There are a few comments we could make about every one of these directors, so we’ll reserve this space for those. Each director on this list is distinctly their own. If someone walked into any of these movies halfway through, they could tell you who made it and might even be able to narrow it down to the phase of their career. In fact, that was our main criterion for this list.
We wanted directors who never fail to entertain and teach us but don’t get lost in the crowd of generic blockbusters. From there, we ran them through Rotten Tomatoes to see what movie critics and audiences thought were the best examples of the director’s style. If you haven’t seen these movies, or you don’t recognize a name, we highly recommend you familiarize yourself. Here’s our list of the greatest directors and their highest-rated films.
Joel and Ethan Coen | True Grit
The Coen Brothers rarely direct things they didn’t write and it’s because of that that each of their movies has roughly the same feel. Burn After Reading, O Brother Where Art Thou, and Inside Llewyn Davis all might as well exist in the same comedy-leaning world. They’re always messing with color palettes too, giving their movies distinct looks, even from each other. True Grit is a bit of a departure from the humor for them, going for a more straightforward Western this time around. It might not have the fast-paced wit of their normal movies, but True Grit still has the quality we’ve come to expect from the brothers.
Quentin Tarantino | Pulp Fiction
We’ve posted so much about Quentin Tarantino that there shouldn’t be any doubt in your mind that he’s one of our favorite directors. His hyper-violent style, snappy dialogue, cocky characters, and tight camera direction all come together to create some of the best movies of the last couple of decades. But there’s a reason that Pulp Fiction is rated above all the rest. It contains everything you’d expect from a Tarantino movie. There’s really not much more to say, since, statistically, you’ve already seen this movie and love it the same way we do.
John Michael McDonagh | The Guard
John Michael McDonagh’s a relative newcomer to the big screen, having only four films to his name (though more are on the way), but his first film The Guard, is an excellent example of what more mainstream, studio-backed movies are lacking. The brash fearlessness of McDonagh’s approach to storytelling has him talking about anything and everything, often putting racism, domestic abuse, and sexual perversion in darkly comic terms. In The Guard, Gerry Boyle is a policeman in the West of Ireland who has the best interests of the community at heart but isn’t exactly who you’d want protecting your homestead. Instead, he’s endearingly offensive, not bothering to tiptoe around racial and cultural issues, despite Don Cheadle playing his partner.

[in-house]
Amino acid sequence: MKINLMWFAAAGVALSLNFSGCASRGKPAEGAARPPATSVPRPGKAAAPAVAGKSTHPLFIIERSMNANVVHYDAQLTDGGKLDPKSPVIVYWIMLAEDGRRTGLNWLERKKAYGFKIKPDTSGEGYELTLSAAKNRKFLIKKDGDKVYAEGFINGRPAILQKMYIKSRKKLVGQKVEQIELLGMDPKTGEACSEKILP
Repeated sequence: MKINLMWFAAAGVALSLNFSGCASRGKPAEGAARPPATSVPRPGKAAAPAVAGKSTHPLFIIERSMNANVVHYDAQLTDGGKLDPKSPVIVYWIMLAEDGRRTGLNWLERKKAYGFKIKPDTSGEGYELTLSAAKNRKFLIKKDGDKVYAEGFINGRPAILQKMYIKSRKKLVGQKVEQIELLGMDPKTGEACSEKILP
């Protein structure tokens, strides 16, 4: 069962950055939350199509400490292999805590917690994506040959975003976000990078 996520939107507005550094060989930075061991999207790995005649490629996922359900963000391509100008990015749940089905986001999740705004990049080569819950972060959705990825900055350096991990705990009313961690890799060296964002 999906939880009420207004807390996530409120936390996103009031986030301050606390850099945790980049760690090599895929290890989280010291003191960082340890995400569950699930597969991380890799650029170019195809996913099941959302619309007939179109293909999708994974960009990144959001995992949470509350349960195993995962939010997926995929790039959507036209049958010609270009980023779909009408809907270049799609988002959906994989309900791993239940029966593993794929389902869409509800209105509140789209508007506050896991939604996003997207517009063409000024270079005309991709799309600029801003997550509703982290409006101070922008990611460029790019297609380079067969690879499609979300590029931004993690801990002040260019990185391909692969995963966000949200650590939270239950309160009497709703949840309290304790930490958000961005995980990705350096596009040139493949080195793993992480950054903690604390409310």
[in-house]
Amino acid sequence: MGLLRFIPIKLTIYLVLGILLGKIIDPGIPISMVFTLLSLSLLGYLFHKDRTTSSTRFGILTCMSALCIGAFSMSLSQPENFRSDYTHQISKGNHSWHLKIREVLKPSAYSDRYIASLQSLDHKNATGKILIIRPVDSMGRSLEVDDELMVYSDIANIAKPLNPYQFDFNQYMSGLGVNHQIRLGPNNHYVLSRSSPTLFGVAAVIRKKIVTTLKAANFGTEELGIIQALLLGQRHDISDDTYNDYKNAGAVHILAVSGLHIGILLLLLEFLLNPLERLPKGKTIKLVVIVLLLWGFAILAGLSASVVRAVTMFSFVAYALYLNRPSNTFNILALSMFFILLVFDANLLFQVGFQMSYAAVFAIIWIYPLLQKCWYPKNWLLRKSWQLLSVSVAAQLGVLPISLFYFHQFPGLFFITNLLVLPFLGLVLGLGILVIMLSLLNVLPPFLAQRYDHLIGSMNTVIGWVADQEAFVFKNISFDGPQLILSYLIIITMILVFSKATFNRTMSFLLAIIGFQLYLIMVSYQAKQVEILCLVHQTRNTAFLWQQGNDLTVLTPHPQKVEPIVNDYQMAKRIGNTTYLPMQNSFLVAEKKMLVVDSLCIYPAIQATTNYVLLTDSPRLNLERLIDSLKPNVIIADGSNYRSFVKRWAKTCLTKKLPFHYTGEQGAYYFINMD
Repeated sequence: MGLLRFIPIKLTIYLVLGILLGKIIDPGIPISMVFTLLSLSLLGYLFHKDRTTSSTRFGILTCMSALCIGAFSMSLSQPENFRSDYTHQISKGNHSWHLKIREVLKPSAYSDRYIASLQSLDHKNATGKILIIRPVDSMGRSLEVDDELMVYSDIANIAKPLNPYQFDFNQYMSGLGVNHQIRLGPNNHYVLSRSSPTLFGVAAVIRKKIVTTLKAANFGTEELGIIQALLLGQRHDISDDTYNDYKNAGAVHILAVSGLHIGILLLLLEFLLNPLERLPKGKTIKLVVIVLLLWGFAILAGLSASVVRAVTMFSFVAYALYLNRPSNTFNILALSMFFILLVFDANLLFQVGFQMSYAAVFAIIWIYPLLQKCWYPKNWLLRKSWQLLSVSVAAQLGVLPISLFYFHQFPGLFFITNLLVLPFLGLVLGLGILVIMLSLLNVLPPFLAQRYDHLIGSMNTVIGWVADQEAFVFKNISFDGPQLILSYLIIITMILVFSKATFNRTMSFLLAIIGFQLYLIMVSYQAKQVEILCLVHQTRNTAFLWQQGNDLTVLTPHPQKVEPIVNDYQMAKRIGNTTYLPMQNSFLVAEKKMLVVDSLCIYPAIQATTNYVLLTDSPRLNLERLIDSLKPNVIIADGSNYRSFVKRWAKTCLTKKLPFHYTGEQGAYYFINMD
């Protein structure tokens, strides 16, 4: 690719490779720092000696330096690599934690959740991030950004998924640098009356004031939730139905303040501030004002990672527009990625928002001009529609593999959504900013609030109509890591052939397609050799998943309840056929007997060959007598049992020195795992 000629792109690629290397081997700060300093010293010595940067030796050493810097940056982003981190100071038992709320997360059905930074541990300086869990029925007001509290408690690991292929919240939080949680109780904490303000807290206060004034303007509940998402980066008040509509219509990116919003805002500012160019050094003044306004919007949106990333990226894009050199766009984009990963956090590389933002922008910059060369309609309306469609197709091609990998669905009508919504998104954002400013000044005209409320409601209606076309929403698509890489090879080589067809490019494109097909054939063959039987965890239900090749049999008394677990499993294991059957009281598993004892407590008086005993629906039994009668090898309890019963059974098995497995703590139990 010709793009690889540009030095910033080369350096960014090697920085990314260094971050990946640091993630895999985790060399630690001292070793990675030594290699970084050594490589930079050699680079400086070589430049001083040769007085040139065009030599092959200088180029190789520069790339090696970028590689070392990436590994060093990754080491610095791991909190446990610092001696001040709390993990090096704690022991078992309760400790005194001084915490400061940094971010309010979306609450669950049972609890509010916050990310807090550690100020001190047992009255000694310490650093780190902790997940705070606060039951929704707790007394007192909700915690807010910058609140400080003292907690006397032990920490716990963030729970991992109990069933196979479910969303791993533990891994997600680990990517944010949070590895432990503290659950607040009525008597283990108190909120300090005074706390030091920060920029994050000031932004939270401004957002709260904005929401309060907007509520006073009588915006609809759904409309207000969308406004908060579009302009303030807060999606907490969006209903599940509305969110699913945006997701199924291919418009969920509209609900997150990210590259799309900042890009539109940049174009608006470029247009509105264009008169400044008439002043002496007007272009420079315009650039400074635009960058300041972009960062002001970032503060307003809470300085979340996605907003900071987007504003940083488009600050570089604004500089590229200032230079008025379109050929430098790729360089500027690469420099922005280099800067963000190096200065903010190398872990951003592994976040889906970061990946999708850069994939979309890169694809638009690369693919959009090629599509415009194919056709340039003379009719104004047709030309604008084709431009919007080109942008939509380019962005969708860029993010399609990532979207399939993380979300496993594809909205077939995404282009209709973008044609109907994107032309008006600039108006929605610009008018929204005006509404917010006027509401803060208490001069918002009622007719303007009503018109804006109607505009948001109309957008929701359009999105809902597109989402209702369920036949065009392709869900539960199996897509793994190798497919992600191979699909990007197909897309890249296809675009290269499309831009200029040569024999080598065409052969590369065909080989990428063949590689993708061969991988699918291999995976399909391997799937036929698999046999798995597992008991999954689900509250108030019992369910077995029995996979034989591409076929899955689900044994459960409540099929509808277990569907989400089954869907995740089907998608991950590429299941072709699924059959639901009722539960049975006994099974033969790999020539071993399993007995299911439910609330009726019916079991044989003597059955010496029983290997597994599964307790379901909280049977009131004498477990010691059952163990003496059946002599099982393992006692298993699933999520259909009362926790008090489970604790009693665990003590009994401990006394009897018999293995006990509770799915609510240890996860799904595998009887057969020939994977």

Steven Spielberg | E.T. The Extra-Terrestrial
Early in his career, Steven Spielberg, for at least some of his movies, found a way to balance family-friendly entertainment with the substantial subject matter. His style has always been straightforward enough that kids can follow the plot, but intelligent enough that adults find just as much to enjoy. E.T. The Extra-Terrestrial is the perfect example. Kids love that the movie is about kids hanging out with an alien, while adults can relate to the complicated family dynamics and the surprising emotionality of the story. The healthy dose of 80’s nostalgia doesn’t hurt either.
Wes Anderson | Moonrise Kingdom
Every director on this list is distinct, but most of them you’d probably need at least a scene to tell who you’re watching. Wes Anderson only takes a frame. You know he’s different too, based solely on the sheer volume of parody that exists. But the parody has to exist because Anderson is so far from bad. Nowhere is his talent more on display than in Moonrise Kingdom, the quick-witted, oddly framed, adventurous love story. A lot of Anderson’s movies rely on their cast, and in this one, Tilda Swinton, Bill Murray, Ed Norton, Bruce Willis, and (of course) Owen Wilson are all at their best. Even the children turn in a strong performance. The main boy and girl pair, played by Jared Gilman and Kara Hayward, respectively, are the main reason the movie works in the first place.
Alfonso Cuarón | Gravity
Alfonso Cuarón is one of those directors you don’t hear from too often, but then he’ll pop up and give us something excellent. He favors the long shot, often rolling with the same camera for seconds at a time, with great examples of that in Children of Men. That might not sound like much, but right now, the average Hollywood shot lasts only three to three and a half seconds, so Cuarón’s not exactly following any modern trends here. If anything, he’s setting them. Gravity was no exception, with plenty of long shots that helped emphasize the expansive silence of space.
Edgar Wright | Shaun of the Dead
Any script Edgar Wright writes and/or directs ends up being one of the funniest, most intelligent scripts produced, like his version of Ant-Man. But the series he’s most well known for is the Cornetto Trilogy. Shaun of the Dead is the first entry in the trilogy and it was a great homage and spoof of the zombie genre. There’s enough undead action to sate our zombie-killing appetite, but the success of the movie comes from not forgetting to flesh out its characters. At its core, this is a redemption story, where a man finally has to take responsibility for his actions after a lifetime of following the path of least resistance. It’s a story that resonates with people on a foundational level, and those are the kinds of movies Wright makes.
Joon-ho Bong | Snowpiercer